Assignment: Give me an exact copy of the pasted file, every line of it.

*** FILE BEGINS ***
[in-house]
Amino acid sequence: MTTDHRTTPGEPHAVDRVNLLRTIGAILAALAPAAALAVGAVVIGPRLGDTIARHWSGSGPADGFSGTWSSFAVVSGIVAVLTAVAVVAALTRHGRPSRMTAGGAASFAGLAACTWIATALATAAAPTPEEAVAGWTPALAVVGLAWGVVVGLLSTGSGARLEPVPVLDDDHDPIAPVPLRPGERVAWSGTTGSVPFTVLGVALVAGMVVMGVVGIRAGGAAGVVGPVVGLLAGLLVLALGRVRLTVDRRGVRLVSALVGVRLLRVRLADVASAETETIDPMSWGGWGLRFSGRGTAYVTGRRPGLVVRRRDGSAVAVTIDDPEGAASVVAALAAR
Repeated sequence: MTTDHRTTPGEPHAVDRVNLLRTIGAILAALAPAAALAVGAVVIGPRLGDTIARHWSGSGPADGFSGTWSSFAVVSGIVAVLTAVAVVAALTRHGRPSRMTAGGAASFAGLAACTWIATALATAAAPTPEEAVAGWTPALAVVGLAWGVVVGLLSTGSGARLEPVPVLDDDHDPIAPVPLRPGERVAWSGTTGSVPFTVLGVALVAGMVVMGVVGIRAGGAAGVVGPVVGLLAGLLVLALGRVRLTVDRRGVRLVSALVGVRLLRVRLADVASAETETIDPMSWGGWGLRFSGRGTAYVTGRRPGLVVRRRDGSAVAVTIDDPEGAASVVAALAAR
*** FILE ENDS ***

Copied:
[in-house]
Amino acid sequence: MTTDHRTTPGEPHAVDRVNLLRTIGAILAALAPAAALAVGAVVIGPRLGDTIARHWSGSGPADGFSGTWSSFAVVSGIVAVLTAVAVVAALTRHGRPSRMTAGGAASFAGLAACTWIATALATAAAPTPEEAVAGWTPALAVVGLAWGVVVGLLSTGSGARLEPVPVLDDDHDPIAPVPLRPGERVAWSGTTGSVPFTVLGVALVAGMVVMGVVGIRAGGAAGVVGPVVGLLAGLLVLALGRVRLTVDRRGVRLVSALVGVRLLRVRLADVASAETETIDPMSWGGWGLRFSGRGTAYVTGRRPGLVVRRRDGSAVAVTIDDPEGAASVVAALAAR
Repeated sequence: MTTDHRTTPGEPHAVDRVNLLRTIGAILAALAPAAALAVGAVVIGPRLGDTIARHWSGSGPADGFSGTWSSFAVVSGIVAVLTAVAVVAALTRHGRPSRMTAGGAASFAGLAACTWIATALATAAAPTPEEAVAGWTPALAVVGLAWGVVVGLLSTGSGARLEPVPVLDDDHDPIAPVPLRPGERVAWSGTTGSVPFTVLGVALVAGMVVMGVVGIRAGGAAGVVGPVVGLLAGLLVLALGRVRLTVDRRGVRLVSALVGVRLLRVRLADVASAETETIDPMSWGGWGLRFSGRGTAYVTGRRPGLVVRRRDGSAVAVTIDDPEGAASVVAALAAR